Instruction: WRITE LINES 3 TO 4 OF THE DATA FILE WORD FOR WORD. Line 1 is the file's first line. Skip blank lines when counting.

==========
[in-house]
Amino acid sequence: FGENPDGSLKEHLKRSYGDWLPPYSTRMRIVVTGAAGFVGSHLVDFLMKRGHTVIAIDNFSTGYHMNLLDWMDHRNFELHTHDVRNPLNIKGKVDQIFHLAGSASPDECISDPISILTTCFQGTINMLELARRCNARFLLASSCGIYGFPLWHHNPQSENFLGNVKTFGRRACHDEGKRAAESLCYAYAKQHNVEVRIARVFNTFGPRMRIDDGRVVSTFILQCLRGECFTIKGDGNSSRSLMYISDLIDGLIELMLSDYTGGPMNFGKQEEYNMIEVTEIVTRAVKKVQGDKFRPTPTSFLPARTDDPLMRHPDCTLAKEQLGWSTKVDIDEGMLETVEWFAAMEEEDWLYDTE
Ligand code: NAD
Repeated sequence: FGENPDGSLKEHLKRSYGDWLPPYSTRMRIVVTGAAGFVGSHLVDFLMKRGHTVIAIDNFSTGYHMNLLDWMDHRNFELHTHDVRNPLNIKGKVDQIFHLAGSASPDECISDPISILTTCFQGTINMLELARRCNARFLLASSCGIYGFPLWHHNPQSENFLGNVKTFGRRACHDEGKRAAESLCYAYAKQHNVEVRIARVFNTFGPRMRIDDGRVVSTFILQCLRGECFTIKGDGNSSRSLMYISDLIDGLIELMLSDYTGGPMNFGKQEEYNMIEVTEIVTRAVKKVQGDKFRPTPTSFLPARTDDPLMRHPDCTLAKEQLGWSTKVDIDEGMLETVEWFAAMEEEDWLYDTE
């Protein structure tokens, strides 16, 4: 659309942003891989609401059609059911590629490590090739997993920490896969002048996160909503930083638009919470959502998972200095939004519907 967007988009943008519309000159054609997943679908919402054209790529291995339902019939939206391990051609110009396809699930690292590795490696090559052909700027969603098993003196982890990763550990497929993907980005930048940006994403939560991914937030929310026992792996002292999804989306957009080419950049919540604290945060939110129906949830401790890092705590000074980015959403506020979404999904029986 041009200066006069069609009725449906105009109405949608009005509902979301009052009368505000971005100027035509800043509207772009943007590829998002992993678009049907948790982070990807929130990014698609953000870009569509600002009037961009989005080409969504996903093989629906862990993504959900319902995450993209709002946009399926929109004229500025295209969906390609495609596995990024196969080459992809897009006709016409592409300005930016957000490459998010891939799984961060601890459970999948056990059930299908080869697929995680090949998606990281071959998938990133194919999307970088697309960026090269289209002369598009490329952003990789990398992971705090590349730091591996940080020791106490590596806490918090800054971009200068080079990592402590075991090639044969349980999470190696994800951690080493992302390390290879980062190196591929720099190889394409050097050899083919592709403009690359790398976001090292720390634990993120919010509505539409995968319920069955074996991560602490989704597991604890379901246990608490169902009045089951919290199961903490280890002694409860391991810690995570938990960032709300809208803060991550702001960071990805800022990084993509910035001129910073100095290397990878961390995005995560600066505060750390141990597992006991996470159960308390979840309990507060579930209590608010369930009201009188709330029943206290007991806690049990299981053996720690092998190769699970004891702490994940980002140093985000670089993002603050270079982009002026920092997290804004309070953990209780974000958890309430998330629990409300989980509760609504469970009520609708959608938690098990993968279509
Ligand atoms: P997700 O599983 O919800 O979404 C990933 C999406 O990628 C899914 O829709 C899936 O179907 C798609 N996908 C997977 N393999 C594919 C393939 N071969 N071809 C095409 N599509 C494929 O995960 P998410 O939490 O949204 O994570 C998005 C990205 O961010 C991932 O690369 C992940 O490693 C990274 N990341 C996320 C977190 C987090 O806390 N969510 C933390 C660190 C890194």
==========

Ligand code: NAD
Repeated sequence: FGENPDGSLKEHLKRSYGDWLPPYSTRMRIVVTGAAGFVGSHLVDFLMKRGHTVIAIDNFSTGYHMNLLDWMDHRNFELHTHDVRNPLNIKGKVDQIFHLAGSASPDECISDPISILTTCFQGTINMLELARRCNARFLLASSCGIYGFPLWHHNPQSENFLGNVKTFGRRACHDEGKRAAESLCYAYAKQHNVEVRIARVFNTFGPRMRIDDGRVVSTFILQCLRGECFTIKGDGNSSRSLMYISDLIDGLIELMLSDYTGGPMNFGKQEEYNMIEVTEIVTRAVKKVQGDKFRPTPTSFLPARTDDPLMRHPDCTLAKEQLGWSTKVDIDEGMLETVEWFAAMEEEDWLYDTE